Ras Al Khaimah: Law of Offshore
Table of Statutes
This is a non-exhaustive list of the main Dubai statutes affecting offshore and non-resident business. The statutes are listed in alphabetical order – click on the statute for a fuller description of the statute, the legal regime it forms part of, or in some cases the text of the law.
Federal Law No 8 of 1984 (Companies law)
Federal Law No. 9 of 1975 (Registration of professionals)
Federal Law No 10 of 1980 (Central Bank law)
Federal Law No 12 of 1986 (Labour law)
Federal Law No 13 of 1988 (Commercial companies law)
Federal Law No 37 of 1992 (Trademarks)
Federal Law No 40 of 1992 (Protection of intellectual property)
Federal Law No 44 of 1992 (Protection of industrial property)
Emiri Decree No. (2)/ 2005
RAK Offshore Regulations, 2006
UAE Federal Law (8) 2004 on Financial Free Zones,
UAE Agency Law
Ras Al Khaimah follows the same legal system as the other Emirates of the UAE. Constitutionally, Islamic Sharia Law, based on the Holy Koran, is the basic source of legislation in the UAE. However, as a result of the development of trade and commerce and the enactment of laws and codification at the federal and individual Emirate levels, there is a growing body of civil law on several subjects such as labour relations, maritime affairs, commercial transactions, trade agencies, intellectual property and commercial companies.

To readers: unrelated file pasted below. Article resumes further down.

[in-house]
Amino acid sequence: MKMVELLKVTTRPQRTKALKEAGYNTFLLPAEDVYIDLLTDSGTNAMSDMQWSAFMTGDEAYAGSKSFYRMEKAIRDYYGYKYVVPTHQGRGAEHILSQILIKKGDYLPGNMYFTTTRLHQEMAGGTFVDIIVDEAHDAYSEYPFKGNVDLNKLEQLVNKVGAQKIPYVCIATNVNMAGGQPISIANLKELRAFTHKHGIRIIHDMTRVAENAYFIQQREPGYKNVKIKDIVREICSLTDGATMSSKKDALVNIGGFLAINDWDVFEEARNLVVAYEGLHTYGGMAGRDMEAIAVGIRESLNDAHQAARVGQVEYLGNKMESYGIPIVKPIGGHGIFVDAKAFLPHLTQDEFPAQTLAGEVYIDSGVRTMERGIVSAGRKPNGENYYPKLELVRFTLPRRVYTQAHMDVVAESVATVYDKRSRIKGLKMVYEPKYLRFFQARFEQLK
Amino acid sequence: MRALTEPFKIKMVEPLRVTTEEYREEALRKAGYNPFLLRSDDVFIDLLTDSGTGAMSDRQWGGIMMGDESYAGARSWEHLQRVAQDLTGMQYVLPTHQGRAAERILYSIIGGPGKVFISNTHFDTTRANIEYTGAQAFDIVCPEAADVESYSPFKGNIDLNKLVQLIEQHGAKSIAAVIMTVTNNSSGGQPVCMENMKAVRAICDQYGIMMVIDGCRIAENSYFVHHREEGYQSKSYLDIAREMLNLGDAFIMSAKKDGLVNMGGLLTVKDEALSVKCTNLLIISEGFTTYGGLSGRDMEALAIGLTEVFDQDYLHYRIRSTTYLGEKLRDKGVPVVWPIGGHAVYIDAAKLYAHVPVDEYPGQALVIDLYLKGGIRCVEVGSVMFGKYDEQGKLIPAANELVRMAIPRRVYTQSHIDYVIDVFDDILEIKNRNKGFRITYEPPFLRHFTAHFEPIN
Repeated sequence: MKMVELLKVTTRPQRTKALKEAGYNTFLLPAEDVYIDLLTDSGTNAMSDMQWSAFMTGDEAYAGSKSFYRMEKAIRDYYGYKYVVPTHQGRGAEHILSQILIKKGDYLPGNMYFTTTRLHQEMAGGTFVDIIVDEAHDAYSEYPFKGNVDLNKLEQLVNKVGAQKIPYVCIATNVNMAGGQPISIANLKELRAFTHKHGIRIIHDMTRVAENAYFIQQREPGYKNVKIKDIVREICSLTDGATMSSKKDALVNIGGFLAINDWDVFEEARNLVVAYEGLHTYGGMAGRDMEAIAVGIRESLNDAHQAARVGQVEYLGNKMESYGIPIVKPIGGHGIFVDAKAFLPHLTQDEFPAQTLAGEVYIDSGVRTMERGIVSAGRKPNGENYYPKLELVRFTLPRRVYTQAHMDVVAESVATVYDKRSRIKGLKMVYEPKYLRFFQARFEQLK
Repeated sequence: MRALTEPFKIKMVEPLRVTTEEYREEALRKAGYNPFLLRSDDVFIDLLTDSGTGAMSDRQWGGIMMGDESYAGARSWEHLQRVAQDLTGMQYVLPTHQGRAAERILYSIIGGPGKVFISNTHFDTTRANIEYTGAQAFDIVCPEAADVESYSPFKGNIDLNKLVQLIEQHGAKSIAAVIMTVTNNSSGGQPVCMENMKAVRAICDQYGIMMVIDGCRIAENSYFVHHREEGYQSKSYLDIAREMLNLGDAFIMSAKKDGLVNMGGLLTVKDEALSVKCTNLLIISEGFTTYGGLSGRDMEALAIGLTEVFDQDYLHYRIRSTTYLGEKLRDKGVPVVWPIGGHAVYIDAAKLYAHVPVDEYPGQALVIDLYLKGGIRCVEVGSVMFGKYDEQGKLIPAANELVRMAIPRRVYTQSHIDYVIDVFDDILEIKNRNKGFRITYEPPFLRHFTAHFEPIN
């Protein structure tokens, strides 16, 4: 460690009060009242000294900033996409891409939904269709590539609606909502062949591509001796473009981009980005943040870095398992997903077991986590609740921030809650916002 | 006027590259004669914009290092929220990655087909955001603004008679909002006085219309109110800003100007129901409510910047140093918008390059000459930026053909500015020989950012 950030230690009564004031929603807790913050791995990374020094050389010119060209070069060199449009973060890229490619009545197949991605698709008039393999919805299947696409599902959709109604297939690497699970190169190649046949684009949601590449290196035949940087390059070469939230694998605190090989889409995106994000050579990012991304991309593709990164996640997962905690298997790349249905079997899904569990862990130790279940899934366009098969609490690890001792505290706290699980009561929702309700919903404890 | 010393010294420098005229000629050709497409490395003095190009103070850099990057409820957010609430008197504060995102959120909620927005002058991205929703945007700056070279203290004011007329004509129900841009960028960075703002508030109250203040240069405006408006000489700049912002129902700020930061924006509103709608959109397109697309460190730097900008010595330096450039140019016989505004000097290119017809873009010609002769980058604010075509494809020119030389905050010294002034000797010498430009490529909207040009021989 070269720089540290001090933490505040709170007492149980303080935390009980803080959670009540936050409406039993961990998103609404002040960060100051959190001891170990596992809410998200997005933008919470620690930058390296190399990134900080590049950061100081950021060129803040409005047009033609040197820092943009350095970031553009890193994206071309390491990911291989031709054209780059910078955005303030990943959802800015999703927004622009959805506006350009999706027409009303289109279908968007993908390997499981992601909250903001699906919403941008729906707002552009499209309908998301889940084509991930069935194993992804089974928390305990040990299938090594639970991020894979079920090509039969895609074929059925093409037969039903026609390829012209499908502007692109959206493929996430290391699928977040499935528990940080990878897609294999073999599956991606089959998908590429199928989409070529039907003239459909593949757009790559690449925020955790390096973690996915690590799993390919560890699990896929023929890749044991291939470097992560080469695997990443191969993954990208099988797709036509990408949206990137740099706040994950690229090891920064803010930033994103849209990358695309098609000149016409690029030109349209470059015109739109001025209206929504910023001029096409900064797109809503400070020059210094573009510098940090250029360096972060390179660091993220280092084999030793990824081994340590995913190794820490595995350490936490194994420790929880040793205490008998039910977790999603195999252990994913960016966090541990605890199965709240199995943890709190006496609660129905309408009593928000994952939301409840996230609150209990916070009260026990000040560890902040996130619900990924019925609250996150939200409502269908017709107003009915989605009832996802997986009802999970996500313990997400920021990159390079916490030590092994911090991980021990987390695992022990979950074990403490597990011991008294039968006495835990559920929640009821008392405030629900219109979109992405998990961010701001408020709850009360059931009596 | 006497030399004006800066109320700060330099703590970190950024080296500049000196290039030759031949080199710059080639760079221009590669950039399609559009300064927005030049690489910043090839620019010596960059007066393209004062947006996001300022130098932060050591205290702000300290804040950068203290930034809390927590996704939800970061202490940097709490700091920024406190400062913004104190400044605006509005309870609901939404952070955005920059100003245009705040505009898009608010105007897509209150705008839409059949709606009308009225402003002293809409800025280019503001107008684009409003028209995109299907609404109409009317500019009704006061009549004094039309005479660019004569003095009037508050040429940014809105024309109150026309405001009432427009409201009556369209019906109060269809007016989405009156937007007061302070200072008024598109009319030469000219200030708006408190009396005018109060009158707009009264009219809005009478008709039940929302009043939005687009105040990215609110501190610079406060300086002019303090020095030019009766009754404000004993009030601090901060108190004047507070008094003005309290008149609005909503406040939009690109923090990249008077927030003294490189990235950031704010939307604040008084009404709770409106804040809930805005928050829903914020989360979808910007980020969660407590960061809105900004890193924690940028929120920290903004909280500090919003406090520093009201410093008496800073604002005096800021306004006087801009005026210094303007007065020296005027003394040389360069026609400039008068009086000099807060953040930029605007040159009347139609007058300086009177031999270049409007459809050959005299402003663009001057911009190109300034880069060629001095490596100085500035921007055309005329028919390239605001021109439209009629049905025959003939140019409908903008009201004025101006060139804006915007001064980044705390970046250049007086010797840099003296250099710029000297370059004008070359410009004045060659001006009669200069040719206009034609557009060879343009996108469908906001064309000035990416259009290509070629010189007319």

Under the UAE legal system, civil courts are parallel to Sharia courts. However, over the years the importance of Sharia courts has decreased and their role in business-related matters is relatively limited.
The federal court structure comprises courts of first instance, courts of appeal and the court of cassation, which is the final appeal. As a general rule, when a court is deciding on an issue it refers to the available body of civil law. If the matter is not addressed in civil law, reference is made to the Sharia law and, in the absence of any reference in the Sharia Law, to the prevailing legislation in other Middle Eastern countries.